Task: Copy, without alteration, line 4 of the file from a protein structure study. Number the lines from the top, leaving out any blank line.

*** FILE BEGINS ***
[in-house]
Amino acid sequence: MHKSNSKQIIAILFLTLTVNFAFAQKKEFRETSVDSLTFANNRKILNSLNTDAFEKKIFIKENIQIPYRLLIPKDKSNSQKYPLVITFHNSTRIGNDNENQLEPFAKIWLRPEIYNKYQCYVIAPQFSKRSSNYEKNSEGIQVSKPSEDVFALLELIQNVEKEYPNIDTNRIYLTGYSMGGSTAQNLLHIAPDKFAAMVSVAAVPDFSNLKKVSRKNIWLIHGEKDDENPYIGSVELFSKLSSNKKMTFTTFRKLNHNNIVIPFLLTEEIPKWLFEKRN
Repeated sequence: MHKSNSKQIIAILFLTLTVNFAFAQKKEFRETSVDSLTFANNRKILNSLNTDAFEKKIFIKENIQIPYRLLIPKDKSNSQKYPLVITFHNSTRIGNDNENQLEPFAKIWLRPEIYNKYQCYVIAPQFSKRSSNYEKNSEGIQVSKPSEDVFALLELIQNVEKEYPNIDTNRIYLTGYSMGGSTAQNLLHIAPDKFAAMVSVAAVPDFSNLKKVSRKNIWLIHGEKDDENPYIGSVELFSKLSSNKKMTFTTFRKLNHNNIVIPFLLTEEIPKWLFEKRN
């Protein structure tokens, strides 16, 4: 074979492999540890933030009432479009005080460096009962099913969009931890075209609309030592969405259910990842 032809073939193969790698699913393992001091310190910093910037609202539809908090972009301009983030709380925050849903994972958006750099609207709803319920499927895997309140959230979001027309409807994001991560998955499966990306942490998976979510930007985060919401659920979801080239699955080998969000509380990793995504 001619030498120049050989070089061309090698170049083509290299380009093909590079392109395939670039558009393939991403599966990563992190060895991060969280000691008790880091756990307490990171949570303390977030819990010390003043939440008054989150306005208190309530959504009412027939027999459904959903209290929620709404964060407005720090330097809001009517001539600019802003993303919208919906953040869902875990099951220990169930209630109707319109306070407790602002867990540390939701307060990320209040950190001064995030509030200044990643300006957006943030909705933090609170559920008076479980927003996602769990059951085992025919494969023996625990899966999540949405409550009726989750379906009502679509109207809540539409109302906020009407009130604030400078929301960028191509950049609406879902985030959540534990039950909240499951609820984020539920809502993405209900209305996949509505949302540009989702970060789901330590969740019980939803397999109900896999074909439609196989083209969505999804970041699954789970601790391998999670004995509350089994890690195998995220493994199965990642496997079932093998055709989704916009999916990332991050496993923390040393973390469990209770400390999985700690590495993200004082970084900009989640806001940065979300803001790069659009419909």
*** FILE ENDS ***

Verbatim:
């Protein structure tokens, strides 16, 4: 074979492999540890933030009432479009005080460096009962099913969009931890075209609309030592969405259910990842 032809073939193969790698699913393992001091310190910093910037609202539809908090972009301009983030709380925050849903994972958006750099609207709803319920499927895997309140959230979001027309409807994001991560998955499966990306942490998976979510930007985060919401659920979801080239699955080998969000509380990793995504 001619030498120049050989070089061309090698170049083509290299380009093909590079392109395939670039558009393939991403599966990563992190060895991060969280000691008790880091756990307490990171949570303390977030819990010390003043939440008054989150306005208190309530959504009412027939027999459904959903209290929620709404964060407005720090330097809001009517001539600019802003993303919208919906953040869902875990099951220990169930209630109707319109306070407790602002867990540390939701307060990320209040950190001064995030509030200044990643300006957006943030909705933090609170559920008076479980927003996602769990059951085992025919494969023996625990899966999540949405409550009726989750379906009502679509109207809540539409109302906020009407009130604030400078929301960028191509950049609406879902985030959540534990039950909240499951609820984020539920809502993405209900209305996949509505949302540009989702970060789901330590969740019980939803397999109900896999074909439609196989083209969505999804970041699954789970601790391998999670004995509350089994890690195998995220493994199965990642496997079932093998055709989704916009999916990332991050496993923390040393973390469990209770400390999985700690590495993200004082970084900009989640806001940065979300803001790069659009419909």